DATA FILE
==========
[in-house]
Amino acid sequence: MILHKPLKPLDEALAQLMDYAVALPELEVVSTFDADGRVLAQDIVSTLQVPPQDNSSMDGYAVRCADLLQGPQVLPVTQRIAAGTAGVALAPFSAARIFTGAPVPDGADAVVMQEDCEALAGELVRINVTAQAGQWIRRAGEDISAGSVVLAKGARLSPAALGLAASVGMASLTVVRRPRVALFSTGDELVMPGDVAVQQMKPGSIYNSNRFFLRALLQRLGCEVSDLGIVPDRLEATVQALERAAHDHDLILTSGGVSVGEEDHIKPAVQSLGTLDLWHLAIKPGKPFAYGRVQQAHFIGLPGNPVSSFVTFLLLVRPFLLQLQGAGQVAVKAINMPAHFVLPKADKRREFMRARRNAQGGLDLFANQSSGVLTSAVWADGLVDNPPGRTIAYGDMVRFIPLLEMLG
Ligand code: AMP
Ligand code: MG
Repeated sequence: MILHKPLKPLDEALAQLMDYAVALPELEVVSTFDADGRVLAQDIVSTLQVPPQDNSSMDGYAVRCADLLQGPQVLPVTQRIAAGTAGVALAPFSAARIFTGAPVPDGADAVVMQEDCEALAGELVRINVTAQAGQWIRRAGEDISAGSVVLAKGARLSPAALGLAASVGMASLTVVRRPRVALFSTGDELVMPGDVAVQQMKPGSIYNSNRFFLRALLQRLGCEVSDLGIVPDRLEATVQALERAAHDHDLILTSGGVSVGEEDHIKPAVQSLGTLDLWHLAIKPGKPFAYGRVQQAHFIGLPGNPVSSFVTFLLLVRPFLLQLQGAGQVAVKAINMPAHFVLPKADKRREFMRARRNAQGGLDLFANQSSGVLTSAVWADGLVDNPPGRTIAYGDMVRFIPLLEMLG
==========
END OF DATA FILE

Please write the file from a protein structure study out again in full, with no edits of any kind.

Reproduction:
[in-house]
Amino acid sequence: MILHKPLKPLDEALAQLMDYAVALPELEVVSTFDADGRVLAQDIVSTLQVPPQDNSSMDGYAVRCADLLQGPQVLPVTQRIAAGTAGVALAPFSAARIFTGAPVPDGADAVVMQEDCEALAGELVRINVTAQAGQWIRRAGEDISAGSVVLAKGARLSPAALGLAASVGMASLTVVRRPRVALFSTGDELVMPGDVAVQQMKPGSIYNSNRFFLRALLQRLGCEVSDLGIVPDRLEATVQALERAAHDHDLILTSGGVSVGEEDHIKPAVQSLGTLDLWHLAIKPGKPFAYGRVQQAHFIGLPGNPVSSFVTFLLLVRPFLLQLQGAGQVAVKAINMPAHFVLPKADKRREFMRARRNAQGGLDLFANQSSGVLTSAVWADGLVDNPPGRTIAYGDMVRFIPLLEMLG
Ligand code: AMP
Ligand code: MG
Repeated sequence: MILHKPLKPLDEALAQLMDYAVALPELEVVSTFDADGRVLAQDIVSTLQVPPQDNSSMDGYAVRCADLLQGPQVLPVTQRIAAGTAGVALAPFSAARIFTGAPVPDGADAVVMQEDCEALAGELVRINVTAQAGQWIRRAGEDISAGSVVLAKGARLSPAALGLAASVGMASLTVVRRPRVALFSTGDELVMPGDVAVQQMKPGSIYNSNRFFLRALLQRLGCEVSDLGIVPDRLEATVQALERAAHDHDLILTSGGVSVGEEDHIKPAVQSLGTLDLWHLAIKPGKPFAYGRVQQAHFIGLPGNPVSSFVTFLLLVRPFLLQLQGAGQVAVKAINMPAHFVLPKADKRREFMRARRNAQGGLDLFANQSSGVLTSAVWADGLVDNPPGRTIAYGDMVRFIPLLEMLG